She is now playing significant minutes for a State Championship high school team (as a freshman) and looking forward to playing premier soccer again starting in June. This is a shining example of one of our own players overcoming adversity. Congratulations, Chloe!


I have seen many of our players and teams overcome great obstacles over the past year. They have displayed courage, strength and humility in very difficult situations. On a daily basis I also see our players and teams rise to less significant challenges. Our responses to life's challenges are a reflection of our mental attitude. How we carry ourselves, the way we take instructions from coaches, and even how we react to our own mistakes are all reflections of our ability to overcome difficulties.


We are always going to make mistakes. We will occasionally go down by a goal or two. We are not going to agree with every call the referee makes. We will get knocked down both literally and figuratively. We are going to experience these challenges and possibly much greater hardship as we play this game. However, the player/team that is best at overcoming adversity will most often win. Sometimes you won't will the particular game, but you will win in life!


Stay after it Michigan Fire!



Games vs. Drills & Practice to Games... from David Wood
Apr 10 2014 - David Wood


Games vs. Drills and Practice to Game

(US Soccer Best Practices)


by our Boy's DOC

David Wood

read more
Club Standards Project
Feb 10 2014
Michigan Fire Juniors Achieve National Recognition
The Michigan Fire Juniors T.O.T.A.L. (Technical Obsession To Advance Learning) Technical Hour Training Program was recognized at the NSCAA Coaches Convention in January, 2014 as one of ten National “Best Practices.” The NSCAA through their Club Standards Project which the MFJ are participating in, have analyzed over 120 clubs across the United States in a variety of categories and essentially grade clubs in each of these 22 categories. Our T.O.T.A.L. Technical Hour received a Best Practices distinction in our initial Strengths and Weaknesses Analysis from the Club Standards Project, but the project director David Newbery was so impressed with this program, he choose to highlight it in his lecture session at the NSCAA Coaches Convention in Philadelphia last month entitled “A Model Youth Club – Building a Club on Best Practices.” 
The T.O.T.A.L. Technical Hour is a program designed by our club’s Technical Director Dan McAllister, and has been coached by members of our professional staff, Dan McAllister, David Wood, Chris Schoenberg, Rick Fett and Dean Muckle. This program is a technical development supplemental program offered to any of our MFJ U9-U12 players which offers a daily, 1 hour session focused on technical development, ball mastery improvement from 4pm-5pm every Monday-Thursday during in-season play at our 28th Ave facilities. 
Coach McAllister has a keen awareness of the impact technical development has on a player’s ability to aspire to next level play, as each new level includes increased pressure and speed of play, which in turn demands players to improve their technical skills accordingly. “We know as a club, we have to be proactive in helping our players learn and improve in their technical development. We know we can not rely strictly on our team coaches to do this, as they are often focusing on tactical/team development. This program allows those who take advantage of it to gain new skills, build comfort on the ball, and to continue on their journey of “Ball Mastery,” which is a life long journey for aspiring players.”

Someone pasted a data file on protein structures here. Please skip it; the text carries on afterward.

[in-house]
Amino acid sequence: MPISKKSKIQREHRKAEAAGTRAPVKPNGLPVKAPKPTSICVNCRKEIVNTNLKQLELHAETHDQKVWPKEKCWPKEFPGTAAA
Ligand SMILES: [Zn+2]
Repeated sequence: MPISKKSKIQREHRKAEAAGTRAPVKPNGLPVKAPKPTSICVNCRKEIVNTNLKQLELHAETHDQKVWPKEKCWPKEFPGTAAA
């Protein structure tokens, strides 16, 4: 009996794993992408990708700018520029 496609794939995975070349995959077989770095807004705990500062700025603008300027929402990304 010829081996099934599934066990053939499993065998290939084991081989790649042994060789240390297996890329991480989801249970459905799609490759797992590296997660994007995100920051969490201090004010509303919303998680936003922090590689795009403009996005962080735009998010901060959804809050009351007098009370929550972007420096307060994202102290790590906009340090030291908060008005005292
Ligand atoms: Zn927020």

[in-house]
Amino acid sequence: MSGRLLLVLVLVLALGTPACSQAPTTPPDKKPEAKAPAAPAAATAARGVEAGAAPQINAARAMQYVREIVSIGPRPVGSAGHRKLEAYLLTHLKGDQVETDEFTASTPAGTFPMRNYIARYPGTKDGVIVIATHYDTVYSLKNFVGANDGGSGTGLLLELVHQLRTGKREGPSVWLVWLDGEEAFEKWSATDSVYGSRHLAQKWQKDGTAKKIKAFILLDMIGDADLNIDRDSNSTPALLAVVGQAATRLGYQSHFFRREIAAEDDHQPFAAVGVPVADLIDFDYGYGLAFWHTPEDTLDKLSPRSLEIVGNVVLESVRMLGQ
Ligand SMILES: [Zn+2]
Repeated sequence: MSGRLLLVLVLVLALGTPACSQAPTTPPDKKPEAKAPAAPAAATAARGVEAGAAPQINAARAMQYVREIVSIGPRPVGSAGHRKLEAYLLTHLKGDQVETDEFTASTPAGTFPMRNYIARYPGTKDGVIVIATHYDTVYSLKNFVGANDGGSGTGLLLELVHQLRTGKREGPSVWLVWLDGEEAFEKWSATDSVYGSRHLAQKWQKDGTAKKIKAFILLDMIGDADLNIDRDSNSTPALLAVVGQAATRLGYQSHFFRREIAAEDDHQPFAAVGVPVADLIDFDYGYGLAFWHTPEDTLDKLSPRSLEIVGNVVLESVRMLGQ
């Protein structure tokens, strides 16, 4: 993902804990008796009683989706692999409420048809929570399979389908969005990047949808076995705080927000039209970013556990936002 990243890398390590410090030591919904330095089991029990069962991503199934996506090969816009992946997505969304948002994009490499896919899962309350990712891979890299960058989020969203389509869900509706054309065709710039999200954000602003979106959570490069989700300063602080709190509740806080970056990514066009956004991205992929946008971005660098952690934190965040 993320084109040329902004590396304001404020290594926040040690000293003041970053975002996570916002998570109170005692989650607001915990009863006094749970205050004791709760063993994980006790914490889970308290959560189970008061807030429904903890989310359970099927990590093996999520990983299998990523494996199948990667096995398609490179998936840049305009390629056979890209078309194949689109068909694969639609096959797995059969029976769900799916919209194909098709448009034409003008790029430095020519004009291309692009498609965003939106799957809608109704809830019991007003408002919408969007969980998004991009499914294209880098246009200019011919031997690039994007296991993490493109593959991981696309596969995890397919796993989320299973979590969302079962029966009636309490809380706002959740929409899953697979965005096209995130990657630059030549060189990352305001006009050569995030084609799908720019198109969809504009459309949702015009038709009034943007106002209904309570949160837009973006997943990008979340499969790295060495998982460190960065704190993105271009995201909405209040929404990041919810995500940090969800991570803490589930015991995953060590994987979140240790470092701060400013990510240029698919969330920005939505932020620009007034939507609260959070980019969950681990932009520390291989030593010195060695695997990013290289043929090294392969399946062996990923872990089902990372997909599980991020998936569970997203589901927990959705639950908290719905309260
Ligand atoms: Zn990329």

Chicago Fire Juniors Affiliates Program Director Brian Roberts was present at the NSCAA Convention Presentation and had this to say about this program: “I just want to congratulate Dan and the club on your recent NSCAA award. I sat in the workshop when NSCAA recognized ten youth clubs for outstanding achievement. Each club had a few moments to field questions on their own initiative, the MI Fire Juniors training hour was a very popular topic for discussion. Dan and his team really were a great representation of the Michigan Fire Juniors and the Chicago Fire family as a whole.” 
David Newbery, the NSCAA Club Standards Project Director said about the Michigan Fire Juniors T.O.T.A.L. Technical Hour, “In now having personally done over 100 Advanced Assessments (in the US and Canada), this is the first club I have seen dedicate this kind of supplemental training program for the technical development of their players. This is truly a unique program, well done Michigan Fire Juniors” 
Technical Director, Dan McAllister responded, “To be honest, I’ve been quite humbled by the recognition as I see this as simply the right way to help players develop. I have been hearing from our National coaches through our Olympic Development Program (ODP), and from my own experience as a college coach for the past 15 years, that our players are not technical enough to compete at the highest levels. In my own coaching, I have been focused on technical development of players, both on my teams and in my camps and training programs, so this seems like an extension of that personal philosophy. Additionally, the program has been carried out by others in our club who are committed and capable of training these players. David Wood, Chris Schoenberg, Rick Fett, and Dean Muckle have all played a significant role and the program could not function without their experience, knowledge, and dedication to these young players, it’s been a Team effort and I am so grateful for their work.” 
In addition to our T.O.T.A.L. Technical Hour, we offer Technical Training Camps throughout the year, such as our March event running every Tuesday and Thursday at Let’s Play (Soccer Zone) in Jension. For more information or to register, please go to this link

Michigan Fire Juniors

PO Box 5

Hudsonville MI 49426




Michigan Fire Juniors

PO Box5

Hudsonville, MI 49426